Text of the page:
Blogs & Comment

Raising awareness for geothermal power

Today marks the start of the first geothermal energy conference in Canada in about 25 years. The two-day conference in Vancouver is organized by the Canadian Geothermal Energy Association(CanGEA), an industry group formed a couple of years ago, and is in part an attempt to get federal and provincial governments to take notice of this form of energy.
There are around 25 countries currently producing geothermal power, which uses heat from the Earths core to turn water into steam to produce electricity. (Ive written about it before hereand here.) The U.S. is the worlds largest producer, followed by the Philippines.
Where does Canada rank? Well, it doesnt, really. There are no large-scale geothermal power projects in Canada.
I spoke with Alison Thompson, executive director of CanGEA, a couple of days ago, and she recounted the somewhat sorry history of geothermal in Canada. The federal government began funding research in the wake of high oil prices in the 1970s, and actively drilled test wells in British Columbia, Saskatchewan and Cape Breton. But support was abruptly dropped in 1986 after oil prices fell, and since then, there has been nothing for geothermal, even as other countries such as the U.S. and Germany have carried on with research. A test well in Saskatchewan, though proven to have commercial potential, is now a parking lot, and a comprehensive study of the geothermal potential in Canada was never completed.
Even so, Thompson says that from the data produced more than two decades ago, there is at least 5,000 megawatts of proven geothermal resources in Canada. That’s not a lot, equivalent to about 2% of the country’s electricity demand, but much more potential can be discovered with further research.
Geothermal power could even play a role in the oilsands, replacing at least some of the natural gas currently used to supply the massive amounts of energy needed to separate oil from sand. But that looks like a long way off. A consortium called GeoPowering the Oil Sands was formed in 2004 that included both Suncor and Nexen. Thompson, now a project development manager with Nexen, ran the program for two and a half years, but it disbanded at the end of 2008. The conclusion was that while geothermal in the oilsands was technically possible, it was much too expensive.
But thats not to say it cant happen eventually. The best geothermal resources in Canada are located on the west coast, and it makes sense to develop those first before moving on to more expensive and difficult projects, such as in the oilsands, Thompson says. Large companies such as those in the oil patch also need policy clarity on geothermal, which Canada lacks. Many provinces dont even have the legal mechanism to develop this form of power. Currently only one province, British Columbia, has a geothermal act, and CanGEA has been talking with the B.C. government about updating it.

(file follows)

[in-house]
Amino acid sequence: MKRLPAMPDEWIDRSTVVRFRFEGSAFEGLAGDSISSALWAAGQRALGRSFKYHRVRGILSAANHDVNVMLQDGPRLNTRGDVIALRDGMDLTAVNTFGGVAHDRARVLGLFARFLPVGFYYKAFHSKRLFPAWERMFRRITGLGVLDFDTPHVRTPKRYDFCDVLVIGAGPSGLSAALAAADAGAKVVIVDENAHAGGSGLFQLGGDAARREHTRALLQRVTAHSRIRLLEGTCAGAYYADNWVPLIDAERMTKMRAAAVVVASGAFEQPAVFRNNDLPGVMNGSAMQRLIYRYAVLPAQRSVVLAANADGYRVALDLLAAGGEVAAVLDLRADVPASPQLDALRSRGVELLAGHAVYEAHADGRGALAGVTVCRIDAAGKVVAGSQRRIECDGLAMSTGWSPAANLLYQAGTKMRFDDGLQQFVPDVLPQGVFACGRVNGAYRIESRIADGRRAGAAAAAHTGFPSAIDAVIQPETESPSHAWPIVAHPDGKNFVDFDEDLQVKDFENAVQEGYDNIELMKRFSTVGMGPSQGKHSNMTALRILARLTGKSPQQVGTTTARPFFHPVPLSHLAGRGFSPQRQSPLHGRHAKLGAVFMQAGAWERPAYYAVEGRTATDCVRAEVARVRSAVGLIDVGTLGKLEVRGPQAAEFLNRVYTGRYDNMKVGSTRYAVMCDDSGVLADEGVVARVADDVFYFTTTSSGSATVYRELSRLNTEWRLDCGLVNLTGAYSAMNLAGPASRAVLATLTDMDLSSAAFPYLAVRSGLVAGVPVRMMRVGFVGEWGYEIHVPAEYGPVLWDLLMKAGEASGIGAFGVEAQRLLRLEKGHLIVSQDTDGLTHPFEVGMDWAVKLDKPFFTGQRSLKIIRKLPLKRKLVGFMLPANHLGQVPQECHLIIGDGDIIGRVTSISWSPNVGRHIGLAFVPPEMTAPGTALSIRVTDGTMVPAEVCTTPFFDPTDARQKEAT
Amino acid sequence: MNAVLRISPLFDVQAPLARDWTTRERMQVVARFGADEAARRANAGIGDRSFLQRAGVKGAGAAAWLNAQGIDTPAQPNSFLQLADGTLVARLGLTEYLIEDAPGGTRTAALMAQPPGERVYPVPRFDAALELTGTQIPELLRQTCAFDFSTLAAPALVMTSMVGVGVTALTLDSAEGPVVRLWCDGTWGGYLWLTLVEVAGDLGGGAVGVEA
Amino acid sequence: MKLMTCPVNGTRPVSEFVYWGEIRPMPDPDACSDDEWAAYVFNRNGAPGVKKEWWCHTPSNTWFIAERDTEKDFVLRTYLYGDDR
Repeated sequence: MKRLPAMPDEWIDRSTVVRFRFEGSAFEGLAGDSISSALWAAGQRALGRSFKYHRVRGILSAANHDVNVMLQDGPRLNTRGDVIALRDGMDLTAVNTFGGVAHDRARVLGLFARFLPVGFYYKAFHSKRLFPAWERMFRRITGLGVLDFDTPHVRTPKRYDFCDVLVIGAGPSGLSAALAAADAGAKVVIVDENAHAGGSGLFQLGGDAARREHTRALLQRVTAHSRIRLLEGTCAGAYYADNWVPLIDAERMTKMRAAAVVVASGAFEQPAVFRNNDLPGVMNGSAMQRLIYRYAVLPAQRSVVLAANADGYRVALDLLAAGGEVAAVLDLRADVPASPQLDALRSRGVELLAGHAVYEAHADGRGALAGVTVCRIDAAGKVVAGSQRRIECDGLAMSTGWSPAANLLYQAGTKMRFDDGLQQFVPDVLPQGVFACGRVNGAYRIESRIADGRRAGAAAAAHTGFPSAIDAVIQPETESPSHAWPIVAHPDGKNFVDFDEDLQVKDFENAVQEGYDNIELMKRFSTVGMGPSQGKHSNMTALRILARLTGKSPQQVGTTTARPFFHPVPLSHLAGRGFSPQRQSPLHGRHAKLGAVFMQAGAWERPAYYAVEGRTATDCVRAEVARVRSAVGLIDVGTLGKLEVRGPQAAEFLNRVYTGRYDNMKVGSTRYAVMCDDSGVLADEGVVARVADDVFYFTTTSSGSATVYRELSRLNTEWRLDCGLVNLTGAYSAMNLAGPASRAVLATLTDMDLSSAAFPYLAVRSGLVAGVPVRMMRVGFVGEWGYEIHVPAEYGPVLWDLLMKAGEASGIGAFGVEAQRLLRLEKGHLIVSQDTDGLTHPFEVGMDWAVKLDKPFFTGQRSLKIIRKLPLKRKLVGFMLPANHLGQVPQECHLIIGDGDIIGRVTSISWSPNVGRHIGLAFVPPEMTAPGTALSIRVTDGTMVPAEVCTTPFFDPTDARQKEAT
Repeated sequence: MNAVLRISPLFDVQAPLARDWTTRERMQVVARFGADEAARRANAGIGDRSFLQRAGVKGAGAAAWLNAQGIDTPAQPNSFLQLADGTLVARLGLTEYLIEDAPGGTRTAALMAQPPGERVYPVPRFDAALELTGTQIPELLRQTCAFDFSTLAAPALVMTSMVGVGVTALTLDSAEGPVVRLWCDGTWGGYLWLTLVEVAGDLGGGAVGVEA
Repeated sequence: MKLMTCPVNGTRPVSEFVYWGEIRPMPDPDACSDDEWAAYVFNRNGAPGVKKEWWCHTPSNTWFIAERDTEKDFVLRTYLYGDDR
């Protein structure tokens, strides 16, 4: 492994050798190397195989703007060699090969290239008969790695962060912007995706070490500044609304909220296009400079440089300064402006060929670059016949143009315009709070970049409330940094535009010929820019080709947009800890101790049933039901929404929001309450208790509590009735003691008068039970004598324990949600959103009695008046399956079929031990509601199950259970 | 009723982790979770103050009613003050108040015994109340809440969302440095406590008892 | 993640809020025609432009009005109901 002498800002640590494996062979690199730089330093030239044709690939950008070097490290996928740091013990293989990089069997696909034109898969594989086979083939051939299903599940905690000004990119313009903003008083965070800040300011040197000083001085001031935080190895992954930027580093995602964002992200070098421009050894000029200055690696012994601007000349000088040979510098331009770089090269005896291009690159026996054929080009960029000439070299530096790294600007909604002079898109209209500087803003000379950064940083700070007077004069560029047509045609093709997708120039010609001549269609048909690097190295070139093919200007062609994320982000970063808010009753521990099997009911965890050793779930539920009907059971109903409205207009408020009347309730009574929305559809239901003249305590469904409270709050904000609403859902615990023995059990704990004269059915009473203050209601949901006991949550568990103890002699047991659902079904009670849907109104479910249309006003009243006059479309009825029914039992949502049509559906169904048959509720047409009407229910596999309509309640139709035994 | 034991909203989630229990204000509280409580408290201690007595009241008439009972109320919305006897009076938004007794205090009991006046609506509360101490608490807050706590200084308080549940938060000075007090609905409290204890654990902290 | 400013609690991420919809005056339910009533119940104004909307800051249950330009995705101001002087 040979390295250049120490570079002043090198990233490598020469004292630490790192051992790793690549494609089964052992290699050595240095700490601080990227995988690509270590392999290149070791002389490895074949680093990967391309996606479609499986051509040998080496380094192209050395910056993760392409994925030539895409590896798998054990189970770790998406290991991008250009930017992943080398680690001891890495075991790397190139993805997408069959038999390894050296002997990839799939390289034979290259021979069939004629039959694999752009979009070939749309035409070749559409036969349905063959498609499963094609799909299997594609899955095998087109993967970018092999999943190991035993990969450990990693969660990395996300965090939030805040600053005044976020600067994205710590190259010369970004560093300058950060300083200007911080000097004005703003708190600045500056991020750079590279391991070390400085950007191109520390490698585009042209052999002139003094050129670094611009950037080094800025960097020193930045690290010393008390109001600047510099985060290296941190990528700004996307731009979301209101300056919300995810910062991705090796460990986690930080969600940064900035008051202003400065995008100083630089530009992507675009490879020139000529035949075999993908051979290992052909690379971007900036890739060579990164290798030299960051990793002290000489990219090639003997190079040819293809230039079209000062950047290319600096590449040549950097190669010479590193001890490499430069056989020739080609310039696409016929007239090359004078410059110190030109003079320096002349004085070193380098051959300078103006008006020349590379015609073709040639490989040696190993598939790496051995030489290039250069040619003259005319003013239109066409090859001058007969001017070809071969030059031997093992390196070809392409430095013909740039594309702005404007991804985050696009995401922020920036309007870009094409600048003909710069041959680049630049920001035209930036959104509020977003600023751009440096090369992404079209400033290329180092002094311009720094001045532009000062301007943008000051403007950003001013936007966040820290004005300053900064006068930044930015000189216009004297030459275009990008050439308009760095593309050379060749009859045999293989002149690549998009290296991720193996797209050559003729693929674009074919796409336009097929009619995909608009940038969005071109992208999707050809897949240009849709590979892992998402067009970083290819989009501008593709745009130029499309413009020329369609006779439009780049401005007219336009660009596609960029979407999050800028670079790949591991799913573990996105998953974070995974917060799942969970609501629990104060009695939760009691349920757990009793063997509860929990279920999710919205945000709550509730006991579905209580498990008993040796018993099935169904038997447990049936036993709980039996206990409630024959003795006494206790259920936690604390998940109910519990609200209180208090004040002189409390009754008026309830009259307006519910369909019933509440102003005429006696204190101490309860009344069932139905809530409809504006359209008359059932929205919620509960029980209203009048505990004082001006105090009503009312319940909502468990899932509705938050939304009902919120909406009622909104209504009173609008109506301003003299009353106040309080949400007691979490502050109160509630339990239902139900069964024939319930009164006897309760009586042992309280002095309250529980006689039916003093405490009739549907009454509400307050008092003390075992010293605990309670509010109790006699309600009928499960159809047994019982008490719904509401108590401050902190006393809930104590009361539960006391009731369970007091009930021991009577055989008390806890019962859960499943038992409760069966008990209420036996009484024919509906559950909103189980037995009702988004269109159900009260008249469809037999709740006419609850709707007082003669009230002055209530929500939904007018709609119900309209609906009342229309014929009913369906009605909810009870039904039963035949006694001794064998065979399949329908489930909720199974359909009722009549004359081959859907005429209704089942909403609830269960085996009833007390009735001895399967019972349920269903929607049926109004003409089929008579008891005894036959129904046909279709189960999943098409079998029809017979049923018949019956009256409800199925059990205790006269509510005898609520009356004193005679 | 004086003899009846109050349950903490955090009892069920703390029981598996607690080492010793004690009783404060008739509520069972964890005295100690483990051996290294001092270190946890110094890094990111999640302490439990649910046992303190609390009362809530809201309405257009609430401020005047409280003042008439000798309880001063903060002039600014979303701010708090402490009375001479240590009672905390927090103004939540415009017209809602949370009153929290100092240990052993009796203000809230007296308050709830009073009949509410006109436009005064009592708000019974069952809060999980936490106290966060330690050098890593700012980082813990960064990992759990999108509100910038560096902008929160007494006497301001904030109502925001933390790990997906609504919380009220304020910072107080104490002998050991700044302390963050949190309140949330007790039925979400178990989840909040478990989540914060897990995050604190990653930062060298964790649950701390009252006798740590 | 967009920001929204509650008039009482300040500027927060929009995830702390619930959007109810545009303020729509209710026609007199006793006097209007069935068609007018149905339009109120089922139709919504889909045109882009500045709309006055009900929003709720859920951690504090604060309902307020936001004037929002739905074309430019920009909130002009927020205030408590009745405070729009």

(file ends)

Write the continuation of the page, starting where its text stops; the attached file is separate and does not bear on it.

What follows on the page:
Besides the absence of policy in Canada, the most unattractive quality of geothermal is the staggering upfront cost. It takes a lot of time and money to scout a location, drill test wells, and ultimately develop a commercial-scale facility. Thompson estimates it costs around $4 million per megawatt to build a plant. Unlike solar and wind power, geothermal doesnt necessarily need an ongoing subsidy for each kilowatt-hour of electricity produced, but once a plant starts generating electricity, the cost is actually cheaper than other forms of alternative energy, Thompson says. Thats assuming your project works, she cautions, and that you dont have any bad luck or hiccups in development.
The handful of Canadian geothermal companies that do exist are concentrating in the U.S. and South America where there is more financial support. (Though at least one, Western GeoPower, is investigating opportunities in British Columbia.) Thompson says there are a few ways governments can help kick-start geothermal again, such as sharing the initial development costs with industry. In Germany, geothermal firms can actually get insurance to recoup costs should a site turn out to have no commercial potential, something the U.S. is looking at, too. This certainly helps to take the risk away, she says. So these entrepreneurial companies dont go belly up after the first bit of bad luck.
Canada has clearly fallen behind when it comes to geothermal. The U.S. is currently funding enhanced geothermal, which strives to produce power in areas previously thought of as unsuitable. The conference happening today and tomorrow should help bring more awareness to the potential of this form of power, and now its up to policy-makers to pick up the slack.